Rossana Estrada and her team had trained for three months. They knew the facts of their case. She was certain they had dominated the final round of the Los Angeles County Mock Trial Competition -- an annual event that has become serious business among high school students.
When she heard the winning school's name announced in a packed courtroom, she burst into tears.
They had lost to Louisville High School.
"You work so hard," the junior from James Monroe Law and Government Magnet school said, her voice quavering. "You get really excited because it was so close. . . . It just really hurts."
Sponsored by the Constitutional Rights Foundation, mock trial has become an academic decathlon-type event for the justice-minded student. About 8,000 middle and high school students compete statewide, and 2,000 judges and attorneys volunteer their time. This year, teams from 64 high schools and 36 middle schools competed in Los Angeles County alone.
With an all-senior team, seven county championships and one state title since 1992, Louisville, a Catholic girls' school in Woodland Hills, is a well-known powerhouse in mock trial competition.
Monroe, a public campus in North Hills, was the underdog with a younger team. The school lost last year in the finals by a painfully small margin to Gabrielino High in San Gabriel, and 2009 was Monroe's second chance to win.
"They looked very professional, all dressed in black. That was a little intimidating," said Louisville coach Michael Telesca about Monroe. "Clearly this was a well coached team. They didn't want to miss a trick."
Each team prepares both a prosecution and a defense for a fictional case. This year's involved a stand-up comic accused of strangling an online critic.
The format is designed to teach students about the American justice system by transforming them into amateur attorneys, witnesses and even court bailiffs. Along the way they become confident public speakers and quick thinkers.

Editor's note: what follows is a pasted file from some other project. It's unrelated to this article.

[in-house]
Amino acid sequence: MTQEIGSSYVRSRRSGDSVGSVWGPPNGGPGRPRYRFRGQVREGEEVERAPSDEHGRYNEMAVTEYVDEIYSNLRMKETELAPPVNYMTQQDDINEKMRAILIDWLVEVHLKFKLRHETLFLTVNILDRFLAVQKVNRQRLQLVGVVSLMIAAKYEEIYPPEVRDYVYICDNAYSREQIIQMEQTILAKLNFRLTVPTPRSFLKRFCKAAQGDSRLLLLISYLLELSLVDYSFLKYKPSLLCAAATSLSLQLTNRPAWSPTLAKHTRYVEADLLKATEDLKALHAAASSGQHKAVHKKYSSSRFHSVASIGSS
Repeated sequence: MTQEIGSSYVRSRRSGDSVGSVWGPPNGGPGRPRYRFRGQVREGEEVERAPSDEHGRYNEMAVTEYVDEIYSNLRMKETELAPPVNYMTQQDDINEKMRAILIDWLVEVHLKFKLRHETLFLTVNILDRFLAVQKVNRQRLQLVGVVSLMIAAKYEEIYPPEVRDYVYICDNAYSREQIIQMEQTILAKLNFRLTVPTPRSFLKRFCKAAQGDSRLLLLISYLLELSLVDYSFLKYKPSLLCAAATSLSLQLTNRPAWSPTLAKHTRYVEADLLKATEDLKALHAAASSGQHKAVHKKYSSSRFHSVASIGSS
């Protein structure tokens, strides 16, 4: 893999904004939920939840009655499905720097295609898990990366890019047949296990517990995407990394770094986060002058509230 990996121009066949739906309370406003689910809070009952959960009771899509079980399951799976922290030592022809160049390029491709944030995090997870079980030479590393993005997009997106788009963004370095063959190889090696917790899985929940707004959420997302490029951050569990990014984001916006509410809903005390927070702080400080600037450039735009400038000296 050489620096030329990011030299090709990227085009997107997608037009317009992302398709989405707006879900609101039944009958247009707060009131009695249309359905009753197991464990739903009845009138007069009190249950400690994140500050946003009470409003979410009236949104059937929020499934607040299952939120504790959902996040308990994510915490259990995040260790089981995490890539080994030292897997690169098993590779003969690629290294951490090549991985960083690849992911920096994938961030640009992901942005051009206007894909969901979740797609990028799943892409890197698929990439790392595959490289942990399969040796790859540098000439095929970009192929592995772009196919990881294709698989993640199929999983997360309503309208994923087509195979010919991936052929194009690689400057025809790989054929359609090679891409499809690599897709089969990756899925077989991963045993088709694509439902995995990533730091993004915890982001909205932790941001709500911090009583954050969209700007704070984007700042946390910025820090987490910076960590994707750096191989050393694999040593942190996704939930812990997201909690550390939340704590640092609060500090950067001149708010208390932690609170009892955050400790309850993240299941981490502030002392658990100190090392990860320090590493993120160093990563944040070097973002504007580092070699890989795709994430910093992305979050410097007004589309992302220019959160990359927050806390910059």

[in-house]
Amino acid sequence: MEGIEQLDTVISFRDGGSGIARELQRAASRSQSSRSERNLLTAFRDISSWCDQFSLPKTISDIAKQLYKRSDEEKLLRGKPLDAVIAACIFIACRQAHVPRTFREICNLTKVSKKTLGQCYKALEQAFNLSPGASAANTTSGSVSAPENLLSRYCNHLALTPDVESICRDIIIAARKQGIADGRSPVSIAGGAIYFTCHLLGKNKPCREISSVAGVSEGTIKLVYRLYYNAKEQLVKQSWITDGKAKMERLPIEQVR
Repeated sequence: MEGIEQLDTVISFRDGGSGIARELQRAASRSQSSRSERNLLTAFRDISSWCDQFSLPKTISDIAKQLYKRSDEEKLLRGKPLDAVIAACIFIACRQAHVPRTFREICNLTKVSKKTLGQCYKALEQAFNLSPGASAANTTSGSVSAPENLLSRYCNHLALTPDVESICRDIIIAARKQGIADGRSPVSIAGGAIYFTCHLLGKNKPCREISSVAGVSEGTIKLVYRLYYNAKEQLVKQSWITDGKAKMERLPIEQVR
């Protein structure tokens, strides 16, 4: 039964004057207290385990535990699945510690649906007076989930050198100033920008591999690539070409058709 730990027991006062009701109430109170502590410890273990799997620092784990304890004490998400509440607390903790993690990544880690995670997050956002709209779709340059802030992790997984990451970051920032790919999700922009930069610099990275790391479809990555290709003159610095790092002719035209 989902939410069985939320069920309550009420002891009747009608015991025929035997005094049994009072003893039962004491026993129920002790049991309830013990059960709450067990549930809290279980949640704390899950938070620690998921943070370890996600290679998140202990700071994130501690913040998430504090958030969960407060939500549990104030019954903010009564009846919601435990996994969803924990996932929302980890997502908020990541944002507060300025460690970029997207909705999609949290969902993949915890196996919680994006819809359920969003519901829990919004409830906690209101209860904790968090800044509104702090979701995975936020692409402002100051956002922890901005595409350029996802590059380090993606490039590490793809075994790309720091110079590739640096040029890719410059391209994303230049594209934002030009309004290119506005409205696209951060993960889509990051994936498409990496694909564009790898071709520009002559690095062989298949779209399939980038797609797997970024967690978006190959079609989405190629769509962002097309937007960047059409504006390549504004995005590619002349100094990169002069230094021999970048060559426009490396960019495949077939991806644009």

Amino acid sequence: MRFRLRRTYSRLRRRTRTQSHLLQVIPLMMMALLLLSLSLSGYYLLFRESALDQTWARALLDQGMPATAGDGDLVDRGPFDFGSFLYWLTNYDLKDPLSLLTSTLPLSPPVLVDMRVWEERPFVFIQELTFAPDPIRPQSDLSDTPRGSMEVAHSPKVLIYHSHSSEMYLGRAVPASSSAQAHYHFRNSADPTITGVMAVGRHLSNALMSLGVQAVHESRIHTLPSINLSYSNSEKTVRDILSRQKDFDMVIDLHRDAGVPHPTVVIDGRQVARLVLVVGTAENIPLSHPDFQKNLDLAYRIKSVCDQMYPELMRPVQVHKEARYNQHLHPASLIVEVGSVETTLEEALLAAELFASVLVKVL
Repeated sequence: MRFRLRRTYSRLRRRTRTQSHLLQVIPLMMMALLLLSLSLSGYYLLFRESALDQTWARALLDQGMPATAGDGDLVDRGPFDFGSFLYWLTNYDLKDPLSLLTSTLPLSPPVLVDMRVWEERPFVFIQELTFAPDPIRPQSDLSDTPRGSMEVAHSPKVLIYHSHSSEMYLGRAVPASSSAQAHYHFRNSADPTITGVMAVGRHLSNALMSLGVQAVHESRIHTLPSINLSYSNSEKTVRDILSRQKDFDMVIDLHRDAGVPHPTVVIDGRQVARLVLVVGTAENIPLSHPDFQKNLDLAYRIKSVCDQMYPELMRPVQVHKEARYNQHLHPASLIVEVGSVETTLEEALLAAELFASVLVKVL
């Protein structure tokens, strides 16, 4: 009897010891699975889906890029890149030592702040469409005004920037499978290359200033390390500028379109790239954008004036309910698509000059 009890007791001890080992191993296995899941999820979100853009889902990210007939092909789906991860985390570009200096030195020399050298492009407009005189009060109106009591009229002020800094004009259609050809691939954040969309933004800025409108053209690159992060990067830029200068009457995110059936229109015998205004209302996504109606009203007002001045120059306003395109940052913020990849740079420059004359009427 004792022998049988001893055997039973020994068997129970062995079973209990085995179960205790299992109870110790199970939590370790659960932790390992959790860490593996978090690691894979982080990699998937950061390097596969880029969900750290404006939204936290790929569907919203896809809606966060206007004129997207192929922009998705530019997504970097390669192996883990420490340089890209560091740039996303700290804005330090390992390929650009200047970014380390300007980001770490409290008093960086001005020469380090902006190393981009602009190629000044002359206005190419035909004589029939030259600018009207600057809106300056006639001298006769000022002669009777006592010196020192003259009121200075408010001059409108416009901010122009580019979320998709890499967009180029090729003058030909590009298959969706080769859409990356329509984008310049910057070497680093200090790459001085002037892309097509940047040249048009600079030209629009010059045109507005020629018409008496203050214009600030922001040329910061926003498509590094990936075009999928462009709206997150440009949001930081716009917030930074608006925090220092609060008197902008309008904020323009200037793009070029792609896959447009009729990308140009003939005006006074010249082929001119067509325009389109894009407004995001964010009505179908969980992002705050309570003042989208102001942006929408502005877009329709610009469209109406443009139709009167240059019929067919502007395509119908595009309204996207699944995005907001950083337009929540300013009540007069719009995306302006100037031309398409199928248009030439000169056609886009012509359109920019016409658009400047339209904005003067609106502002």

A panel of scorers evaluates each student on such criteria as procedural knowledge, familiarity with the case, innovation and polish.
The winner of the high school tournament will have the chance to compete at the state and national level.
Statewide, the prestigious program has run into financial difficulties. About $80,000 in federal funding was eliminated in 2007. The foundation cut costs, relied on grants and dipped into reserves.
Yet for the students, the program's value continued to grow.
"I think I've gained more knowledge about the law than I could have gained anywhere else," said Monroe senior Rachel Wing.
Wing joined a diverse team. One member knows sign language; both her parents are deaf. Another is a varsity football player. Wing is the daughter of a stand-up comic. But like many teammates, she said she decided to attend the law magnet specifically for programs like mock trial.
Wing won the prize for "outstanding prosecuting attorney," in part for grace under pressure. At one point, she asked for a time check for her re-direct. Six seconds. Wing had time to ask only one question to prove her witness did not commit the crime.
She stood over her yellow legal pad, on which she'd scribbled the words of her grandfather, an attorney: "Be clear, be brief, be silent."
Her teammates stared at her. The audience buzzed. What would she do?
"Did you kill Preston Palmer?" she smoothly asked. Her witness denied it. Wing sat down, satisfied.
Judge Ron Rose, who presided over the faux case, burst out laughing.
"I was curious to see what exactly she was going to do with six seconds," said Rose, who has judged the mock trials for more than 20 years. "I think she performed better than most lawyers would be able to."
The Los Angeles County Superior Court judge told the panel of scorers that he was glad he didn't have to choose the winner. It was close: Monroe lost by 0.76 percentage points.
But Rose saw more than heartbreak in the courtroom.
"I know they're disappointed . . . but they have learned so much."